Twenty-five million Indians are drinking wine as you read this piece—that’s over six times the entire population of Guinness-drinking Ireland. And they are not just sipping Indian varietals. Everything from the best of Bordeaux and Napa Valley to Australia’s Jacob’s Creek and Italy’s Gaja wines—is now just a walk-to-the liquor-store away.
But here’s what will really light up the eyes of wine makers, importers and entrepreneurs across the world: 25 million is just 2 per cent of India’s population. And they consume a mere 1.1 million cases of wines annually (each case contains 9 litres of wines). Market watchers predict that by 2012, 10 per cent of Indians will be drinking wine.
1. Red wines rule the taste buds of Indians
The report, titled Comprehensive Study of the Indian Wine Market, says the annual growth rate of 20-25 per cent over the last six years will continue for the next eight years, at least, with more and more Indians taking to wine.
“The JBC International staff travelled to India for 21 days to conduct a practical on the ground research—travelling to Mumbai, Bangalore, Delhi and Goa and interacting with people from all walks of life,” says James Gore, the principal author of the monograph.
So, what are Indians drinking? “The tastes and preferences of the Indian population err towards still wines and, more specifically, table wines. A majority of sales has stayed on traditional red and white wines,” says Gore. While the current consumption is 1.1 million 9-litre cases at a value of $60 million (Rs 300 crore), it is poised to cross the 2-million cases mark by 2011.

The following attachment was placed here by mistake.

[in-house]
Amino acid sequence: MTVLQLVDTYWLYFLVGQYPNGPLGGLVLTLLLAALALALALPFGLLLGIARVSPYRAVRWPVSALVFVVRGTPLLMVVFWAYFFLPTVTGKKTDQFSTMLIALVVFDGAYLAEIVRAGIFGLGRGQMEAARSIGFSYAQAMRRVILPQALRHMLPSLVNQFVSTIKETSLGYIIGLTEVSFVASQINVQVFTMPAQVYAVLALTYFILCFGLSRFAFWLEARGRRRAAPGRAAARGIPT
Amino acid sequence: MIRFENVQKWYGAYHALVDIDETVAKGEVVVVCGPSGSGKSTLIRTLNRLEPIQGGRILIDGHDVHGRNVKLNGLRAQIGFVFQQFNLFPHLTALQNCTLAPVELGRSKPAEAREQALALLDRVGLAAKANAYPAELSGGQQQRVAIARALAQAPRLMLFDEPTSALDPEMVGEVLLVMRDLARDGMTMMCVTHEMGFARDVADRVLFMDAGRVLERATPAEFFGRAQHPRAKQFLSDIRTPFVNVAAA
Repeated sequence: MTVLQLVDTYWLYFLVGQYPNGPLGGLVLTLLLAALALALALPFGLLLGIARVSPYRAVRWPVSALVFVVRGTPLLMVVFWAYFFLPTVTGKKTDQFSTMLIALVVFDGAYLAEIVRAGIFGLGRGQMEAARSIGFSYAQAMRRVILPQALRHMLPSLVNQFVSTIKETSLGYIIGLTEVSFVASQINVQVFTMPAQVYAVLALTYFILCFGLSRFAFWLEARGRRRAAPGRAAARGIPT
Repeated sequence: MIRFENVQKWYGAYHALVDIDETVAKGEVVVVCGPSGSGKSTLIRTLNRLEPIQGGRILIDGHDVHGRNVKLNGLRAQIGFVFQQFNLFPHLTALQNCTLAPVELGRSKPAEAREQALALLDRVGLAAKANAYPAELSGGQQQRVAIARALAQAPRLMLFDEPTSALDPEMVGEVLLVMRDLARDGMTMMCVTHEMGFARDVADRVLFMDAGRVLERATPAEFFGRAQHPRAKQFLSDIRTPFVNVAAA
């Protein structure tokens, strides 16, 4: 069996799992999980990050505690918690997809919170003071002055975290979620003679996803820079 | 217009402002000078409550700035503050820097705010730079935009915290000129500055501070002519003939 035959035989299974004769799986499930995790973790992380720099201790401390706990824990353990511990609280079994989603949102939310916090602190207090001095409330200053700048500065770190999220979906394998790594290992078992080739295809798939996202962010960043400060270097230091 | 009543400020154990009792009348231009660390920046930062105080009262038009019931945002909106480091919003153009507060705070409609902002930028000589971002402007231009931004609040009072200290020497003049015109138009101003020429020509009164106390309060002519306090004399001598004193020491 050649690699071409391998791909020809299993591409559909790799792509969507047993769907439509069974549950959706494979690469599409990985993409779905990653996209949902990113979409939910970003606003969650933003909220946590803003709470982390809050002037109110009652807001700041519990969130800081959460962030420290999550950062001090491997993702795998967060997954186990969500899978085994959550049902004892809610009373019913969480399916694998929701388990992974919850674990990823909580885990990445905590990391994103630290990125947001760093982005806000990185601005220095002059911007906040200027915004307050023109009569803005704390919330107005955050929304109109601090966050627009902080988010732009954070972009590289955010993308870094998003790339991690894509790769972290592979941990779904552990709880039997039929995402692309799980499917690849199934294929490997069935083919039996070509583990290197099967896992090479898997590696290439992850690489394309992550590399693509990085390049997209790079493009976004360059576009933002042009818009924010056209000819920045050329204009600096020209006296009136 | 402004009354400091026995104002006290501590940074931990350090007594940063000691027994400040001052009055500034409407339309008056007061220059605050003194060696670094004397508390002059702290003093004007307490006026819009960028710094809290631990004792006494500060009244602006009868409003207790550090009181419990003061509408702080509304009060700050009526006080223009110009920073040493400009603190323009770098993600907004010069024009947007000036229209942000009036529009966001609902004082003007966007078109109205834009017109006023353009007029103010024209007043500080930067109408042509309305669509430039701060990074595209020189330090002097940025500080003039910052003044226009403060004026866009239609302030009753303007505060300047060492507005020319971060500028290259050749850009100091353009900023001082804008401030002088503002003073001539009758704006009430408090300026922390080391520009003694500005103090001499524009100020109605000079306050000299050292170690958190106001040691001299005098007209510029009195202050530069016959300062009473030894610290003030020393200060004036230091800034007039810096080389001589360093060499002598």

The real growth story, however, is in domestic production. Sample this: there were only six Indian wineries in 2000. Today, the number has grown to 65. Around 85 per cent of these are located in Maharashtra— Nashik, Pune, Baramati and Sangli. In Dindori—an elite area of Nasik—land is sold for Rs 10 lakh per acre today. This same land was sold for Rs 2–3 lakh in 2004.
It’s not just the men either. More and more women are joining the wine sipping brigade—a reason, experts say, the sale of red wines are going up (apparently, women prefer red wines to whites across the world). “A survey conducted on the members of a wine club in India showed that nearly 50 per cent of consumers were women and this segment is growing at 5 per cent every six months,” says Dharti Desai, CEO, Finewinesnmore.
The recession and economic gloom, notwithstanding, the wine industry in India is on a spirited upswing and at present, at least, nothing, not even a draconian regulatory system, can stop its march. As Oldne concludes, quoting Napoleon Bonaparte: “In victory, you deserve Champagne, in defeat, you need it.”
Based on the report Comprehensive Study of the Indian Wine Market made available by Indian Wine Academy
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